AI actually can be very good at translating things locally while keeping tone and intent, and thats what mozilla mentions here. I’m fully down with AI powered local translation tools native to firefox, it’ll put it way above the competition

      Some LLMs are low enough in resource usage to do this on weak and older PCs

    • katy ✨@lemmy.blahaj.zone
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      2 months ago

      when used to enhance accessibility? me. especially in this case where it’s used for better alt text and descriptive text in pdfs, a tech that has long struggled with that.

    • maxprime@lemmy.ml
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      2 months ago

      I’ve heard a lot of people talk about vertical tabs but personally I don’t see the appeal. Can you explain to me what is desirable about vertical tabs?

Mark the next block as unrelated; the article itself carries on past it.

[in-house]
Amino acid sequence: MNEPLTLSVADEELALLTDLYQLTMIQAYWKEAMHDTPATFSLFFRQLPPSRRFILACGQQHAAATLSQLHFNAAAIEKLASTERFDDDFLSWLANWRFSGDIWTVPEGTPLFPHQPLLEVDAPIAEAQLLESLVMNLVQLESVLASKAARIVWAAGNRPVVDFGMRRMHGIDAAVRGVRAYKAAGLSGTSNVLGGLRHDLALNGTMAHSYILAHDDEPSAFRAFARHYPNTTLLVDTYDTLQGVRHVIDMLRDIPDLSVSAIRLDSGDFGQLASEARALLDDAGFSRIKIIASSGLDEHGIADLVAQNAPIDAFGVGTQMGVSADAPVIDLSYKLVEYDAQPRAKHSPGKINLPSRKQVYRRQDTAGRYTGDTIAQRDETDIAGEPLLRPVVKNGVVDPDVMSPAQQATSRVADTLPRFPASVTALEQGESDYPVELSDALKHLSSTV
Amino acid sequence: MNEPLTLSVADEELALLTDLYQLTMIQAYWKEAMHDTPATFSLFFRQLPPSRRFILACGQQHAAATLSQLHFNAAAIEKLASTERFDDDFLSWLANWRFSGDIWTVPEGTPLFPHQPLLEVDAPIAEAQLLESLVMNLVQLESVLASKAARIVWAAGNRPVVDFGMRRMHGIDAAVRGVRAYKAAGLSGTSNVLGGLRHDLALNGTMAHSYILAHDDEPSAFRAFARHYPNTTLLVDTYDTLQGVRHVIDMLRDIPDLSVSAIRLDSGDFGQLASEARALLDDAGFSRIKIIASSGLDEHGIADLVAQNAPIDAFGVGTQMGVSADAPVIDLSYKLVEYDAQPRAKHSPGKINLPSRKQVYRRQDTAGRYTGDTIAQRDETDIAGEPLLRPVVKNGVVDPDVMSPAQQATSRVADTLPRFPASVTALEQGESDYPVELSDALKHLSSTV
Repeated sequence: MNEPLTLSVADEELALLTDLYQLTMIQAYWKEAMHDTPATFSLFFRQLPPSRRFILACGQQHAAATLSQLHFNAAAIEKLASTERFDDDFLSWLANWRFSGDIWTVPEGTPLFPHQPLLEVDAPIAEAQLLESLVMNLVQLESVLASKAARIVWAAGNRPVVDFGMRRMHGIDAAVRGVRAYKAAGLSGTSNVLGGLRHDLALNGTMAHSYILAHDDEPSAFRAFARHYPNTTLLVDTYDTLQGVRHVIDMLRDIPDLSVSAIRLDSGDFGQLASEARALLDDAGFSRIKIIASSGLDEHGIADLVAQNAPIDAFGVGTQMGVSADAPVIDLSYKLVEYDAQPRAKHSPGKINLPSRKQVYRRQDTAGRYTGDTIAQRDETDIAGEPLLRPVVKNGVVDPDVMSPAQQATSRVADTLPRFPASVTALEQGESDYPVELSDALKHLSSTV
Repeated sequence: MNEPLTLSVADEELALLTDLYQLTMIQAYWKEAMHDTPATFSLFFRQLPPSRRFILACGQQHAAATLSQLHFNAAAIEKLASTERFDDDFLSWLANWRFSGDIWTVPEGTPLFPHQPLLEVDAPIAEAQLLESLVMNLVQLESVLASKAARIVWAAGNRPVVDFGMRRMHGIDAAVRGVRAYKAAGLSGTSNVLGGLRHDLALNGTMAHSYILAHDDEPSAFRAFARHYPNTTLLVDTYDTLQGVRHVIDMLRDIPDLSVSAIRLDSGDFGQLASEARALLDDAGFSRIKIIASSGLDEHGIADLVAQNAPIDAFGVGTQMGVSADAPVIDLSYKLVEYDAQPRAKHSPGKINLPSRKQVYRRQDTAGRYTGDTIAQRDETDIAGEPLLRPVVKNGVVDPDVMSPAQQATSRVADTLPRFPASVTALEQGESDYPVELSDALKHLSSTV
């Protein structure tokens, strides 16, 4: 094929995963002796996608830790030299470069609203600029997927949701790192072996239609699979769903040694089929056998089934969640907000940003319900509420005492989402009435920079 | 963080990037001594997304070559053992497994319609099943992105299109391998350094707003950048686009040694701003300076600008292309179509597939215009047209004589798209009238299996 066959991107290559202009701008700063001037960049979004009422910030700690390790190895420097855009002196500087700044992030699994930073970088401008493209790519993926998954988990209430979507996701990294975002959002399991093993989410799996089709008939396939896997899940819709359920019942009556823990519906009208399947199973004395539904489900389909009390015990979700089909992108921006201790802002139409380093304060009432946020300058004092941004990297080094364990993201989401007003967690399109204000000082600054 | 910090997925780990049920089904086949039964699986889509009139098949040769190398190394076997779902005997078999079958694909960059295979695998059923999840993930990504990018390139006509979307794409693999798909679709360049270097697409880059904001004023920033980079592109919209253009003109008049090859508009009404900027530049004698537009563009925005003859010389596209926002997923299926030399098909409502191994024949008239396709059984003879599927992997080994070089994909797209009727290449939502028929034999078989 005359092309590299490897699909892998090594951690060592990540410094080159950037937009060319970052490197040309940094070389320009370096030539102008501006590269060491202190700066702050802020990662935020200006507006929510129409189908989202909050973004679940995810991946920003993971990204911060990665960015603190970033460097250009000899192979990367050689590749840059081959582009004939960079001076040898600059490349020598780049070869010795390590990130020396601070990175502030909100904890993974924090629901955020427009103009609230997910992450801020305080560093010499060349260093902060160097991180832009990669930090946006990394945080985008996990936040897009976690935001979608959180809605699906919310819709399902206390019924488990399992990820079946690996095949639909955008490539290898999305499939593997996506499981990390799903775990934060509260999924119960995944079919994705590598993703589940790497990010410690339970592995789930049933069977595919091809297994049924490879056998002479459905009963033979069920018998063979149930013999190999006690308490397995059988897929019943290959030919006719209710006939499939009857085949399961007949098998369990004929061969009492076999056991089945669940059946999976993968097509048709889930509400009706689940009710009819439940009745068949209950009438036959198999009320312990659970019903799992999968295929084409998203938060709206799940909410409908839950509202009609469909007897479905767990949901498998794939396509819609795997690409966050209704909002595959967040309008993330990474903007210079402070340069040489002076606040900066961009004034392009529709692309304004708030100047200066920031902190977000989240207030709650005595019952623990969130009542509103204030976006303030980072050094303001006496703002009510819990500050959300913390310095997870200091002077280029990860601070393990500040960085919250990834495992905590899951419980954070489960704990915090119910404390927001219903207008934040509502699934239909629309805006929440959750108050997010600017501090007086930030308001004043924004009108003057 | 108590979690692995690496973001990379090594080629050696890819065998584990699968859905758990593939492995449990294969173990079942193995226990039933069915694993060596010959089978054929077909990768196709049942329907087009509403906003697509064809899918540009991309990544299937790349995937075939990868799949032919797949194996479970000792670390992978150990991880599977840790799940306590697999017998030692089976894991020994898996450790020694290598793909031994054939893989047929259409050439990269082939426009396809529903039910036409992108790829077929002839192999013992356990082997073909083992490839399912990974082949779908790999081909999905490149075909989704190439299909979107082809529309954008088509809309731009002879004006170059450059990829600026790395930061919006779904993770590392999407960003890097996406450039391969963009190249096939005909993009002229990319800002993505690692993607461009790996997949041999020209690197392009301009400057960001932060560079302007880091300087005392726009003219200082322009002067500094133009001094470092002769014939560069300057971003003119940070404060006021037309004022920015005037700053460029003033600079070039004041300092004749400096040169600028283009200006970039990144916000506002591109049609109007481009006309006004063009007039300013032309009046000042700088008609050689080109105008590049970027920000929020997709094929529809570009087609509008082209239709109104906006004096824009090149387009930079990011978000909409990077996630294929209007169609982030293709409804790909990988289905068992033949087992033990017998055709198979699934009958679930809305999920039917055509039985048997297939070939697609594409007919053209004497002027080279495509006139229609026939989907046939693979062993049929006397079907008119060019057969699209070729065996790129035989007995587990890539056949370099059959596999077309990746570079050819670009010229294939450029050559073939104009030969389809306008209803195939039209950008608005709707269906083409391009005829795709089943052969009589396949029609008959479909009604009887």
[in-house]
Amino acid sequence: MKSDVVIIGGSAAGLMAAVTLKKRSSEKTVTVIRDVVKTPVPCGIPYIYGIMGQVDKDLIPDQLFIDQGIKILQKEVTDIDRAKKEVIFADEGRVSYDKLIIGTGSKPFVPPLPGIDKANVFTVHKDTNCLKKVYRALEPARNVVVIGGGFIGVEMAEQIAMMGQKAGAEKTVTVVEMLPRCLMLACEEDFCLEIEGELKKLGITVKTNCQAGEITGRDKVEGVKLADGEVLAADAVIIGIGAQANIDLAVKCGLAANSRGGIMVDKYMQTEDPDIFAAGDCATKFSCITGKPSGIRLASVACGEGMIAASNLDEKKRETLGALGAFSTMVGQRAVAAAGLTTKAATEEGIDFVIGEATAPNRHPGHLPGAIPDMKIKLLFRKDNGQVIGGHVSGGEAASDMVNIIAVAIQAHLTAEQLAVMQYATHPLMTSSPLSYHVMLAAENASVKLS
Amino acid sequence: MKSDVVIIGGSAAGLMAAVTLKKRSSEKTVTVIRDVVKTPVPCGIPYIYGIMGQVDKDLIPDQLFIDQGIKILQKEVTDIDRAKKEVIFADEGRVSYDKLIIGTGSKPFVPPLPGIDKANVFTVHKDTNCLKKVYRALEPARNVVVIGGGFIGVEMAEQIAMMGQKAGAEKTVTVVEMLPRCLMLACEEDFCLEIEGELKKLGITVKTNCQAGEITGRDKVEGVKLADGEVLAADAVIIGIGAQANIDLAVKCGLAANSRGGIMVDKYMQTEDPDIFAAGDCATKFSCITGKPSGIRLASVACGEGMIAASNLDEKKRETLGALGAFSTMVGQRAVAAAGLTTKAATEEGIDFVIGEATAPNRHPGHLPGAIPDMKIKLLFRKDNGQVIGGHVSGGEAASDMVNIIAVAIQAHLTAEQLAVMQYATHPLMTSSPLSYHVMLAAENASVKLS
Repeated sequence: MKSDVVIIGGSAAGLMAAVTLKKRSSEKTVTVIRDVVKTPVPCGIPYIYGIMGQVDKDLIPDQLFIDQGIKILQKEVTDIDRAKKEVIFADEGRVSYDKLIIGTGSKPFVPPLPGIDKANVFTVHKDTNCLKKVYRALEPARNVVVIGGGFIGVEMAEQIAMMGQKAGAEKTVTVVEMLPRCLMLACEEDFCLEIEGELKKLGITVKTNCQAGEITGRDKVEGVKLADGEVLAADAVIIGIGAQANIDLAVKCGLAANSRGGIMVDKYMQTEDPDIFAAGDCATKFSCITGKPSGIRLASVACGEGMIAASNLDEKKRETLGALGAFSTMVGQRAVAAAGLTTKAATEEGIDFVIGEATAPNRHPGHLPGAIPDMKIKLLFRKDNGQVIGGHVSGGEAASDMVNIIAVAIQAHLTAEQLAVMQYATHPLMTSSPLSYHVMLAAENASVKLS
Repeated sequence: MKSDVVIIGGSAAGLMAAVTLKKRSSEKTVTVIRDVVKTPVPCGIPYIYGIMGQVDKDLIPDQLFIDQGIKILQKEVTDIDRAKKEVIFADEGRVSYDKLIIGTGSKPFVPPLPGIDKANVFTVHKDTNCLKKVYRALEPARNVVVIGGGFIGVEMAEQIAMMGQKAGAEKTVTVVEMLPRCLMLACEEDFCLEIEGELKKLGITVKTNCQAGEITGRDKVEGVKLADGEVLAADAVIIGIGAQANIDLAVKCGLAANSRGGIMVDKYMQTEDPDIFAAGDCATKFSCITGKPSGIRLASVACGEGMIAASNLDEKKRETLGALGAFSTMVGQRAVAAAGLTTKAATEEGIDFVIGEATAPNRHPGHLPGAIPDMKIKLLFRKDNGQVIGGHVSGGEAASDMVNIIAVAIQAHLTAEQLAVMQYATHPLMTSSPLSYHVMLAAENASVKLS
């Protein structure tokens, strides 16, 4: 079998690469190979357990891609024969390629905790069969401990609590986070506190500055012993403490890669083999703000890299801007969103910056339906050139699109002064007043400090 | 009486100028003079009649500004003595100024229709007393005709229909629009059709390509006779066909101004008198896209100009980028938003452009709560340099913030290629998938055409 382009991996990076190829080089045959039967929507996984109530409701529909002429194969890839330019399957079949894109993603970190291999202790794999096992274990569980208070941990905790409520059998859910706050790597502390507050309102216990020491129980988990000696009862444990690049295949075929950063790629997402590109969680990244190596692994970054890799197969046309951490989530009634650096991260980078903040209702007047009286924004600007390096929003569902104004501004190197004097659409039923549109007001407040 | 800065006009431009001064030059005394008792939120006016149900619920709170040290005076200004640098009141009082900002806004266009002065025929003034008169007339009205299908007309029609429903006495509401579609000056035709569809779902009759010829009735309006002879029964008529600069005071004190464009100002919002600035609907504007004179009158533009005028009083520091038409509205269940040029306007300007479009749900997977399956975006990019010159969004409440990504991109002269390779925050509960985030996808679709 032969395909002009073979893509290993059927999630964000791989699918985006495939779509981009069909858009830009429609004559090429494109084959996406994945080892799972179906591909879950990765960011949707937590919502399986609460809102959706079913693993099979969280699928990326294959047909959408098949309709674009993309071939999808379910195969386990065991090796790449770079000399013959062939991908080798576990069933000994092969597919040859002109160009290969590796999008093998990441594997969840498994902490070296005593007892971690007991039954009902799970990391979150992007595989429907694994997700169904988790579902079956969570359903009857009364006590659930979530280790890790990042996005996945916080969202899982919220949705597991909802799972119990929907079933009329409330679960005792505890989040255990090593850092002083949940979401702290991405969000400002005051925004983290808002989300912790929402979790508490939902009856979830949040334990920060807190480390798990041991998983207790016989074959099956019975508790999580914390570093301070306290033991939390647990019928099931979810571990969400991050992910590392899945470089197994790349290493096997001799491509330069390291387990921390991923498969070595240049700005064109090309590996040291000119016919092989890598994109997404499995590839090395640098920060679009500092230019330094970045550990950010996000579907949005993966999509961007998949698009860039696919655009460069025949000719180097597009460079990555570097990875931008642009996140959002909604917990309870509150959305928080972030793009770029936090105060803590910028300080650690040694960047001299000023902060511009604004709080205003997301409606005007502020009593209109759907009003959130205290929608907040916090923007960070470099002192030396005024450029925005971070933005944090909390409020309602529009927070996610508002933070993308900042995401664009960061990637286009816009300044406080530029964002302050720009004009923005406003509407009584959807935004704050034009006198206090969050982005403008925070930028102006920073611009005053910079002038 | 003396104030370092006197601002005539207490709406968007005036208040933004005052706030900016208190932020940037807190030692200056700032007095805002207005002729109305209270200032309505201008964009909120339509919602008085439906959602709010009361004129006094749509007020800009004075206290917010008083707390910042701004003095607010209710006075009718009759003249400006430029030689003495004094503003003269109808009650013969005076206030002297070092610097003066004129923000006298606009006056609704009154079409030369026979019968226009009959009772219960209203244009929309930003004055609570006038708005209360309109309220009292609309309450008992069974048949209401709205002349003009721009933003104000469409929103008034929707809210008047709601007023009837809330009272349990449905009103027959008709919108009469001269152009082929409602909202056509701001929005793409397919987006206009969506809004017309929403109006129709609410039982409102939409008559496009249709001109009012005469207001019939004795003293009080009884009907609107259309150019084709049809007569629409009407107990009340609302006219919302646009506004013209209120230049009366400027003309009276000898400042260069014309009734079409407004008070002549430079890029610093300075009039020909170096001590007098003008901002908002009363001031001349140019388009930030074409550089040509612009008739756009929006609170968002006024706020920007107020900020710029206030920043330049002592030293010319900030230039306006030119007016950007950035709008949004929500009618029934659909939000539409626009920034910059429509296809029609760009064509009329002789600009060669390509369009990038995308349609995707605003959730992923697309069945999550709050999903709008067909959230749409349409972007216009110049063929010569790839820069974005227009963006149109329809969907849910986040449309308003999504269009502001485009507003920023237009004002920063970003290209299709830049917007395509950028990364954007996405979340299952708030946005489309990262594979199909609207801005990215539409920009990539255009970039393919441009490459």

• ditty@lemm.ee
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        2 months ago
        1. You can have tons of tabs open while still being able to read what they are

        2. Moving the tabs to the side of your browser window frees up more vertical real estate which better matches the webpage layout of most websites, which otherwise have wasted space on the left and right sides of the page when viewing them on a computer

      • Footnote2669@lemmy.zip
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        2 months ago

        Im a simple man, less browser UI = good. I only want to see what I need to see. I’d hide the address bar if it wasn’t cumbersome to use with hover (as in hover at the top of the browser window to show the address bar).